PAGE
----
Legislation to introduce a statutory register of lobbyists will be published in the next couple of months, Downing Street has said.
No 10 said it would also include proposed reforms to party funding and changes to trade union rules.
The BBC's Norman Smith said this would be politically contentious and could make it harder to get agreement.
It comes after three peers and an MP were accused of agreeing to do parliamentary work for payment.
Lord Cunningham, Lord Mackenzie of Framwellgate and Lord Laird, and MP Patrick Mercer all deny wrong-doing and their cases are being investigated by standards watchdogs.
The coalition pledged to introduce a statutory register of lobbyists when it came to power in 2010 but critics have accused the government of inaction over the issue.
Following the latest revelations, No 10 said it would bring forward a bill before the end of July.
As well as plans for a statutory register, Downing Street said it would include measures to end self-certification of trade union membership and reform third-party funding of election campaigns.
These are likely to be controversial as the unions are large financial backers of Labour.
The end of self-certification for trade unions means they will be required to carry out an annual audit of their membership and demonstrate that the figures they produce are accurate.
A certification officer will be given the power to conduct investigations into the numbers produced, which are vital when ballots on strike action are conducted.
The reform of the third-party funding of election campaigns would attempt to close a loophole in rules governing the cap on spending by political parties during an election period.
Currently, for instance, if a political party was to ask a trade union to print leaflets on its behalf, the only cost to that political party would be the cost of the printing itself.
The bill would seek to ensure a party was liable for the full expense of related overheads - such as staffing and rent for premises - where that organisation is affiliated to the party or gives it more than £100,000 a year.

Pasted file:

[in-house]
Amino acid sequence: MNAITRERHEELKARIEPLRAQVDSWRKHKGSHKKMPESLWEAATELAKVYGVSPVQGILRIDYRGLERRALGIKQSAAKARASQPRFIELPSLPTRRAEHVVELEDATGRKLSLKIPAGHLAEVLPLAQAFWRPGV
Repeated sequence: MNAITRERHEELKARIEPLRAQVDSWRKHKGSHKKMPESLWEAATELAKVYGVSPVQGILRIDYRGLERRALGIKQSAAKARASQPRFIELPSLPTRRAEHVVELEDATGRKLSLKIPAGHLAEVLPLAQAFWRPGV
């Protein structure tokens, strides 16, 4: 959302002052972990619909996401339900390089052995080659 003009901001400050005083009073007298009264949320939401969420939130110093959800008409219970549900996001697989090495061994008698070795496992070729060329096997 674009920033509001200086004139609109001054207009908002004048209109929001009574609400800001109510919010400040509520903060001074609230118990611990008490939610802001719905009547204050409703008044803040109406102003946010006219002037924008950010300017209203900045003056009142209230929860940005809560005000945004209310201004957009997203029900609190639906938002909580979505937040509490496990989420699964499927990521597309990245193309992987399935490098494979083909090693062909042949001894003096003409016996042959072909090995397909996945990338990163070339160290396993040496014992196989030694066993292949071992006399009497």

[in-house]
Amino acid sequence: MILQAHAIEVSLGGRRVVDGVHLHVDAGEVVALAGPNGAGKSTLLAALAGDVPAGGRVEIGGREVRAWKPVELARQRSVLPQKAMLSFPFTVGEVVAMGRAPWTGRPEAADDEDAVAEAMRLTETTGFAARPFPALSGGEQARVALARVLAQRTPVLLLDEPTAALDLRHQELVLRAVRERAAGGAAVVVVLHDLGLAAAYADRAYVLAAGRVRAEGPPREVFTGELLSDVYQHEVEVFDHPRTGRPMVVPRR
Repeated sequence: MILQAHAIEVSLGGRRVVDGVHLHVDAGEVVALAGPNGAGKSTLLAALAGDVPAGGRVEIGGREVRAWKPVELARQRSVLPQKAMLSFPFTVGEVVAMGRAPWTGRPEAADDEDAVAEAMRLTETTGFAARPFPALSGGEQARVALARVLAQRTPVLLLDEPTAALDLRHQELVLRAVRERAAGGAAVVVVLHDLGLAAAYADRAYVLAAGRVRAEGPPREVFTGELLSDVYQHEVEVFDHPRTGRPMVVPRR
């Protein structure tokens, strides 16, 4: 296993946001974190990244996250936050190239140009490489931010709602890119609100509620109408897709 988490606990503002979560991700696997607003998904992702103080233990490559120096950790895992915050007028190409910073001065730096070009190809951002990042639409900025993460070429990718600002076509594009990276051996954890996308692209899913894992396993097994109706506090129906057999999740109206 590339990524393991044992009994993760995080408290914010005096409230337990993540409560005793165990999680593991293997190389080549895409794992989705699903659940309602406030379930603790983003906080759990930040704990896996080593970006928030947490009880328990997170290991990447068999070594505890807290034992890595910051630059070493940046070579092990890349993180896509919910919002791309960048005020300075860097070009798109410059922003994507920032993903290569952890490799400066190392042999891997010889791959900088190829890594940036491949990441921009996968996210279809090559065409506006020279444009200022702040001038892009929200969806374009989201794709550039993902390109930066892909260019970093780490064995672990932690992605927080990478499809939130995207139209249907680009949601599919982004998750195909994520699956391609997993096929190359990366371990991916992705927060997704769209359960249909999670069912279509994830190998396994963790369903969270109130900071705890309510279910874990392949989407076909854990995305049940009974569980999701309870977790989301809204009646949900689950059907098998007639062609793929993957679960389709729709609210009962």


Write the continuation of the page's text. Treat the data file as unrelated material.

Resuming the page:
A Labour source said including the union measures in the lobbying bill was "shabby... cheap politics".
"The best way to proceed if you want to take big money out of politics and clean up the lobbying scandal is to act on a cross-party basis," they added.
"This seems to be a shabby and panicked response by David Cameron to divert attention from a set of damaging headlines hitting the Conservative Party."
TUC general secretary Frances O'Grady said: "The government is cynically trying to exploit a political sleaze scandal to crack down on unions, which are democratic and accountable organisations."
Karen Jennings, assistant general secretary of Unison, a union representing public sector workers, said: "We are not lobbyists, so we have no place in a bill about lobbyists."
Earlier on Monday, Deputy Prime Minister Nick Clegg said the latest "unsettling but not surprising" allegations were symptomatic of a political system "long crying out for head-to-toe reform".
He said: "We need to be realistic: there is no single, magical protection against an individual politician determined to behave unethically or inappropriately."
The debate follows the release by the Sunday Times of secretly-filmed footage that shows Lord Laird, Lord Mackenzie of Framwellgate and Lord Cunningham appearing to offer to help a fake solar energy company.
The House of Lords code of conduct says peers cannot engage in "paid advocacy" - using their access to Parliament to make a profit.
On Saturday, the BBC's Panorama programme released footage - again secretly filmed - of Mr Mercer appearing to offer a Commons security pass to a fake Fijian firm that paid him £4,000 to ask parliamentary questions
All four have denied breaking parliamentary rules but have referred themselves to the standards watchdog.
Panorama will be shown on BBC One at 21:00 BST on Thursday.